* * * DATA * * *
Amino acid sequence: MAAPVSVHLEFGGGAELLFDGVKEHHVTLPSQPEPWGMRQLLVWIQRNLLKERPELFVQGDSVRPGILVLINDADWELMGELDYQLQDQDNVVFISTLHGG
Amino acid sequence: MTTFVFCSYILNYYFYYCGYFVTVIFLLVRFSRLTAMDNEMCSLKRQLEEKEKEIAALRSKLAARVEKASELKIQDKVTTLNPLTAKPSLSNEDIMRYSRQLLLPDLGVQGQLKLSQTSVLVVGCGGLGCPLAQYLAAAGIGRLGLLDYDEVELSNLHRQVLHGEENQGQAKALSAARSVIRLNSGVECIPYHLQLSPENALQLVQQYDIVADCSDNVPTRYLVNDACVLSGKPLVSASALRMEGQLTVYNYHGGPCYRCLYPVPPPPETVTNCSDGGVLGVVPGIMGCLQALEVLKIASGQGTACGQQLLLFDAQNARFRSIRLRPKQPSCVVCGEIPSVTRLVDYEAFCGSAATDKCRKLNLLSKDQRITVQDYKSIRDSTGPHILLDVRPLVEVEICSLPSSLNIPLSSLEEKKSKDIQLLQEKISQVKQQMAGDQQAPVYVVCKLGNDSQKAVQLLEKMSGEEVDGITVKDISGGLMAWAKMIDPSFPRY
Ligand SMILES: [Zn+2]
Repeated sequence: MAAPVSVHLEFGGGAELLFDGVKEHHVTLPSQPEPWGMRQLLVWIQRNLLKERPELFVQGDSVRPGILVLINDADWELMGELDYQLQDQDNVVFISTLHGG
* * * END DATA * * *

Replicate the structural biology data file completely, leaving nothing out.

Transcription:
Amino acid sequence: MAAPVSVHLEFGGGAELLFDGVKEHHVTLPSQPEPWGMRQLLVWIQRNLLKERPELFVQGDSVRPGILVLINDADWELMGELDYQLQDQDNVVFISTLHGG
Amino acid sequence: MTTFVFCSYILNYYFYYCGYFVTVIFLLVRFSRLTAMDNEMCSLKRQLEEKEKEIAALRSKLAARVEKASELKIQDKVTTLNPLTAKPSLSNEDIMRYSRQLLLPDLGVQGQLKLSQTSVLVVGCGGLGCPLAQYLAAAGIGRLGLLDYDEVELSNLHRQVLHGEENQGQAKALSAARSVIRLNSGVECIPYHLQLSPENALQLVQQYDIVADCSDNVPTRYLVNDACVLSGKPLVSASALRMEGQLTVYNYHGGPCYRCLYPVPPPPETVTNCSDGGVLGVVPGIMGCLQALEVLKIASGQGTACGQQLLLFDAQNARFRSIRLRPKQPSCVVCGEIPSVTRLVDYEAFCGSAATDKCRKLNLLSKDQRITVQDYKSIRDSTGPHILLDVRPLVEVEICSLPSSLNIPLSSLEEKKSKDIQLLQEKISQVKQQMAGDQQAPVYVVCKLGNDSQKAVQLLEKMSGEEVDGITVKDISGGLMAWAKMIDPSFPRY
Ligand SMILES: [Zn+2]
Repeated sequence: MAAPVSVHLEFGGGAELLFDGVKEHHVTLPSQPEPWGMRQLLVWIQRNLLKERPELFVQGDSVRPGILVLINDADWELMGELDYQLQDQDNVVFISTLHGG